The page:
It's just the latest in a series of citizen protests in Washington to try to get the attention of President Obama and Congress amid inside-the-beltway fights over Obamacare, funding the military, the administration's shutdown of national parks, the poor economy and other issues.
A group called "2 Million Bikers to D.C.," that held a Sept. 11 rally in Washington voiced its support for the "Truckers to Shut Down America," which also has been called "Ride for the Constitution," in a statement on its Facebook page.
The bikers also plan to join a rally by vets in Washington, the "Million Vet March on the Memorials, which is set for Sunday.
An Internet service detailing information about commutes in Washington reported there had been several accidents and delays but no major closures or other impacts.
A trucker from Georgia told WND that members of Congress are not keeping their oath of office to protect the nation and the Constitution.
"If they refused to obey their oath and uphold the law we the people would find a way," said Earl Conlon. "What is important is that the truckers and patriot's voices get heard."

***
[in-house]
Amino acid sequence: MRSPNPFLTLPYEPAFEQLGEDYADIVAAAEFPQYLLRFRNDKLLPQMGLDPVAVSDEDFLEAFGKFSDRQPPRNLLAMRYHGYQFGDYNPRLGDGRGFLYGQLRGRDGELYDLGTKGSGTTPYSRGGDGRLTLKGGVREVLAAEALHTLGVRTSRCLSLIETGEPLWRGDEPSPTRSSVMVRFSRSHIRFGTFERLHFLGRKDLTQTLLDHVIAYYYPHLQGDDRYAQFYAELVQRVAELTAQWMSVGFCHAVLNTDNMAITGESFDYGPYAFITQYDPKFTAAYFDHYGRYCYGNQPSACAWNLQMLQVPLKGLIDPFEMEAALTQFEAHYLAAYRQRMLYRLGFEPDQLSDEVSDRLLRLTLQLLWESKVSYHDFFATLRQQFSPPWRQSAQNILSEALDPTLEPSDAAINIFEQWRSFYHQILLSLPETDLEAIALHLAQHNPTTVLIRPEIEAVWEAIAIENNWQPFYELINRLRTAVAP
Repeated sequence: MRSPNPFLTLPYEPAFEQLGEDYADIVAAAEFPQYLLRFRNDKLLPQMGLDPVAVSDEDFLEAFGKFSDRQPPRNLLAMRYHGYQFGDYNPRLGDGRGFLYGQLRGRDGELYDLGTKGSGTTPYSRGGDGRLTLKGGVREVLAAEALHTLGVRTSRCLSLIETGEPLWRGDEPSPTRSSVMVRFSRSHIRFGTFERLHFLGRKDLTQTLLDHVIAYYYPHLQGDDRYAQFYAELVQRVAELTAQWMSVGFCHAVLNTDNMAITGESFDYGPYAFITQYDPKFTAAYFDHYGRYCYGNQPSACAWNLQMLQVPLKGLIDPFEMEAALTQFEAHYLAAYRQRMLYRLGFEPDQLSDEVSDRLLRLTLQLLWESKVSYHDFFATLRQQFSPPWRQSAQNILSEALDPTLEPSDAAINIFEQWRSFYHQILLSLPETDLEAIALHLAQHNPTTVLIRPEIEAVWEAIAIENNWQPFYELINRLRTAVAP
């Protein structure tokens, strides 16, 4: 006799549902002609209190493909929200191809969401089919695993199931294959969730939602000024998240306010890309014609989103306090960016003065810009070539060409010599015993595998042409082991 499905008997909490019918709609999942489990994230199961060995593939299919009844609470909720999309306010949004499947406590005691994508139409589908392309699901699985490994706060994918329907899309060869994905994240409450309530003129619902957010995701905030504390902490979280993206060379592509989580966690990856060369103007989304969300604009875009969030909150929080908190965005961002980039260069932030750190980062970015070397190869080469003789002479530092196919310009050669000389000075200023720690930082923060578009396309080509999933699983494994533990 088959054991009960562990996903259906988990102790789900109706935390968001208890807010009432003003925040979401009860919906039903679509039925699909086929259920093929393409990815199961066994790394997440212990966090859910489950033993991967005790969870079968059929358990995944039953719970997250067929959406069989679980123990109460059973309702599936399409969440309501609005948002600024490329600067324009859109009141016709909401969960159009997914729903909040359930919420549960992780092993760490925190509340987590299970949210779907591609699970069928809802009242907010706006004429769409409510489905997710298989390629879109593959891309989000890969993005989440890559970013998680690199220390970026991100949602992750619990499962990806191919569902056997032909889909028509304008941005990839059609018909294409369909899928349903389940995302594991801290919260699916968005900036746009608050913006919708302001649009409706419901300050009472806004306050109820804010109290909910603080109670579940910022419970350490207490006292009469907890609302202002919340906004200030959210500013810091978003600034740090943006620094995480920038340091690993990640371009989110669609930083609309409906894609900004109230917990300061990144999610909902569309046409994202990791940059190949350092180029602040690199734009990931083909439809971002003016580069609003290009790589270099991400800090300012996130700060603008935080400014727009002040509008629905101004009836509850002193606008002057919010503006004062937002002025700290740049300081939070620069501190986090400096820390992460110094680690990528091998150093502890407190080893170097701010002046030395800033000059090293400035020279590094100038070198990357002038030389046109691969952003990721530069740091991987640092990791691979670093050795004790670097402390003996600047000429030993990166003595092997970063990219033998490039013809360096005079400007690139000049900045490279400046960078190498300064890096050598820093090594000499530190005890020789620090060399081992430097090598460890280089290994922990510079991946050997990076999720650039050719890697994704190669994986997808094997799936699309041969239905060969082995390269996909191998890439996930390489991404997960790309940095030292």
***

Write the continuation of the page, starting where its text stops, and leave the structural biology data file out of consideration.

Online, the bikers group pointed out that without truckers, consumers would have nothing.
They wrote: "If you own it – a trucker brought it to where you could buy it. If you have a garden the seed for that garden came by truck. The only thing the truck didn’t deliver was the plot of ground."
The truckers' eventwas organized loosely on Facebook pages. Sympathetic demonstrations also were planned in other parts of the country for those unable to make the drive to Washington.